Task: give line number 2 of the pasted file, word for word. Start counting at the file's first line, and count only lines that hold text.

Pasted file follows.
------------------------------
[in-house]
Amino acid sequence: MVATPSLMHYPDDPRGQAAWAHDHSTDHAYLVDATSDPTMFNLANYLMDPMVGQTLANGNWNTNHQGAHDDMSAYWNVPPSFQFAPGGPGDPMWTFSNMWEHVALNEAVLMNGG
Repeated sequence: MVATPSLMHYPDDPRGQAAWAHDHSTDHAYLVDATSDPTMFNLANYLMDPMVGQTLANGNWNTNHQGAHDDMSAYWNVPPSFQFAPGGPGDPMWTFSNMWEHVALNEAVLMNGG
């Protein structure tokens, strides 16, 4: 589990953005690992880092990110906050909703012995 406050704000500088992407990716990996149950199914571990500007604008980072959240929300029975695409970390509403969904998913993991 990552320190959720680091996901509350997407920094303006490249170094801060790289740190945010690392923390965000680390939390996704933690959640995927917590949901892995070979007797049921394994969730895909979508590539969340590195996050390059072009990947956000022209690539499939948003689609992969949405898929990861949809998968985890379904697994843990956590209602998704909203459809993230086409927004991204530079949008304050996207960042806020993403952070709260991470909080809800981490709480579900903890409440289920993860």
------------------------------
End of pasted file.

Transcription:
Amino acid sequence: MVATPSLMHYPDDPRGQAAWAHDHSTDHAYLVDATSDPTMFNLANYLMDPMVGQTLANGNWNTNHQGAHDDMSAYWNVPPSFQFAPGGPGDPMWTFSNMWEHVALNEAVLMNGG